11 May The Art of Predicting Success
Thousands of studies have been conducted, millions of books have been written and it’s still a huge question on our minds. Can you accurately predict success? Is there a science to it? Some say absolutely. Here at The CFO Suite, we think it may be more of an art than a science.
Whether or not a new hire is successful largely depends on how your organization defines success. Have you established benchmarks to gauge progress? Do you have specific development goals? How do you prioritize things like culture, emotional intelligence (EQ) and personal growth? We’ve broken down several “tried-and-true” success predictors for you to consider.
The ability to delay gratification
Have you ever heard of the “marshmallow experiment” from the 1970s? The premise was simple: Children could have one marshmallow immediately, OR if they were able to wait for a short period, they would get two marshmallows. Delayed gratification. Analysis on the children tested has continued for decades and the results are fascinating. Those who were able to wait for the two marshmallows were found to better manage stress later in life, have lower levels of obesity, score higher on standardized exams and function better socially.
How this translates or how we measure this in real time can be difficult but basically this is the act of NOT doing something. For example, writers who don’t attend to every phone notification will finish the novel. Athletes who fight and train through an injury instead of looking for a quick fix will ultimately finish the marathon. And employees who show patience and thought will likely be more successful.
Good old-fashioned mental toughness. This kind of persistence or perseverance boils down to someone’s relentless pursuit of…well, anything. Someone with grit won’t sit back and wait for something to happen “to” them. They do what it takes to make something happen, sometimes despite putting themselves in an uncomfortable situation or circumstance.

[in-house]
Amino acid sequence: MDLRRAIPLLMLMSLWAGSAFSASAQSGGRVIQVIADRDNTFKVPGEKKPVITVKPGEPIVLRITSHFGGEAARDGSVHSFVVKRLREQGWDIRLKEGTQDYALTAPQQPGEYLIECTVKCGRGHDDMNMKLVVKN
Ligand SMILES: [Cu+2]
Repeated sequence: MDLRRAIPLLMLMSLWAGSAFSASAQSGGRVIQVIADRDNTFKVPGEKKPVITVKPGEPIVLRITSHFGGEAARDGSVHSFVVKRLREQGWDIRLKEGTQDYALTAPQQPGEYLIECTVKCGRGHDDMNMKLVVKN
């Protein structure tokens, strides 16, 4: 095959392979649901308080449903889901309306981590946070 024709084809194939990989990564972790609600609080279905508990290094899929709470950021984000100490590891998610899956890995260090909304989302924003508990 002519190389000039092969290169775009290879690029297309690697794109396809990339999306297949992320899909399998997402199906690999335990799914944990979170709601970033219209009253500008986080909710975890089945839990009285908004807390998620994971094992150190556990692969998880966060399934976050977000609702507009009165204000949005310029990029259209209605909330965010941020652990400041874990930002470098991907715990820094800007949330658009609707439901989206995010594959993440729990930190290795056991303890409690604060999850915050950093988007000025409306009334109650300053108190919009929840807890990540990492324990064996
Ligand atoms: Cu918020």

Passion for cultivating a diverse network
Those who immerse themselves in an “open network” will be surrounded by different types of people. They’ll see their own beliefs challenged and their comfort zones stretched, however they will benefit from that diversity of opinion and learn something they may not have considered from their closed network.
Benjamin Franklin reminded us “Out of adversity comes opportunity.” A person with a high adversity quotient manages challenges well and is motivated to push themselves outside of their current circumstances. Those who are comfortable and content, may not push to be more or see more.
A growth outlook speaks to someone’s belief that people can always improve, can always learn. Avid readers often operate in this mindset and are constantly digesting new information and new ideas. This is a strong indicator of someone willing AND able to learn to do better and be better.
Conscientious people are crazy organized and responsible. They take themselves seriously, plan ahead, and exercise great impulse control. These behaviors have outrageously high correlation rates with success.
Not unlike the above, people with a high EQ are fantastic self-managers. They are extremely empathetic and have a keen social awareness. They take time to get to know their teams. They recognize other’s talents and limits. They celebrate wins – and they win a lot.
No doubt, you’ve heard that past behavior is the best indicator of future behavior. Well, the same can be said for success. Success begets success. The confidence boosts that come from big (and small) victories can be the momentum needed to propel people forward.
While there’s no “perfect” combination of predictors, our consultants at the CFO Suite are experts at identifying talent and predicting success. Let us put our network to work for you.
If you have any questions, please feel free to email us at email@example.com